We’re all familiar with the smiley emoticon, and its power to add levity, flirtation, and occasionally passive-aggression to our texts, chats, and e-mails. But according to researchers, our brains have started to take the cluster of punctuation one step further and actually respond to it like a real face.
According to a recent study published in the journal Social Neuroscience, looking at faces crafted from colons and parentheses can trigger the same facial recognition response in the occipitotemporalparts of brain that takes place when we gaze into meatspace visages of other humans.
Although the iconic grinning yellow sphere with two eyes and a mouth originated in the 1960s and other typographical depictions of emotion cropped up even earlier, the sideways smiley emoticon as we know it originated in 1982. Most people now instantly recognize :) as a smiling face. However, this response isn’t innate, but rather learned.
Nor are all smileys created equal. The neural reaction in the study changed significantly depending on whether or not people were looking at the most familiar version of the smiley emoticon. While the traditional :) and :-) symbols triggered the same face-specific mechanisms used for processing actual faces, the non-standard (-: did not. (If you’ve ever had an argument over whether the reverse smiley is valid, feel free to point to this study as evidence that even our brains reject them as abominations.)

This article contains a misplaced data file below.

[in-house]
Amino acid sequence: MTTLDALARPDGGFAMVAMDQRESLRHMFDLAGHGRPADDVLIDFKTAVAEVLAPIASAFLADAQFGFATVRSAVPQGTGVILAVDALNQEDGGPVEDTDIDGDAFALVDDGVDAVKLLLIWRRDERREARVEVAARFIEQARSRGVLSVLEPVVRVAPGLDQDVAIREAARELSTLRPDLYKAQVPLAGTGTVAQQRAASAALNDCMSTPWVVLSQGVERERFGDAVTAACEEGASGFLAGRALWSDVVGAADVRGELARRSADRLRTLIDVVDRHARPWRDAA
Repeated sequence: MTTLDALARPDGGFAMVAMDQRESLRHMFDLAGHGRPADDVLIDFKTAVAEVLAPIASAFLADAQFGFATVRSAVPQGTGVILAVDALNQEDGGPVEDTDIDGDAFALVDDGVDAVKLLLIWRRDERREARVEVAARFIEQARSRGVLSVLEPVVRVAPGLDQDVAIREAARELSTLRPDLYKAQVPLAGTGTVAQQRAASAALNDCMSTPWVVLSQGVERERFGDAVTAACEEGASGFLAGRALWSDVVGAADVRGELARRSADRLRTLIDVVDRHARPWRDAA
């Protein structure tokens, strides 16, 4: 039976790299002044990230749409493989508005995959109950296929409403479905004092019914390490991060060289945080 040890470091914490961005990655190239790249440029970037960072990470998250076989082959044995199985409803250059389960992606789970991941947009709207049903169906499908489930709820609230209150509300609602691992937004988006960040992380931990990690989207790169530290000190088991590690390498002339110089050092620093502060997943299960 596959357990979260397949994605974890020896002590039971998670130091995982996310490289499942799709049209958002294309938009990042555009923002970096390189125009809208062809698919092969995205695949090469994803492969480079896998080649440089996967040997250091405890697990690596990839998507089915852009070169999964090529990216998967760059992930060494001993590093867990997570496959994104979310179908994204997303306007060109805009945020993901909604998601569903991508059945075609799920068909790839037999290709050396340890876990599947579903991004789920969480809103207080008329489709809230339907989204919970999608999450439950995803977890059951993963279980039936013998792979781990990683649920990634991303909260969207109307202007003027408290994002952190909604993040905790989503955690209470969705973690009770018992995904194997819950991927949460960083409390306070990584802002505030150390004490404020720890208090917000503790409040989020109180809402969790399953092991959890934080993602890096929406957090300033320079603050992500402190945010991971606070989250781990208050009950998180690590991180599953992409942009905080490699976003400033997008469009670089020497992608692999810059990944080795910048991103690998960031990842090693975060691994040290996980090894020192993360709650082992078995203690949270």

“There is no innate neural response to emoticons that babies are born with. Before 1982 there would be no reason that ‘:-)’ would activate face sensitive areas of the cortex but now it does because we’ve learnt that this represents a face,” researcher Owen Churches told Australia’s ABC. “This is an entirely culturally-created neural response. It’s really quite amazing.”
Now if only our brains could determine if :) in a text from a new acquaintance means they’re flirting or just laughing at us.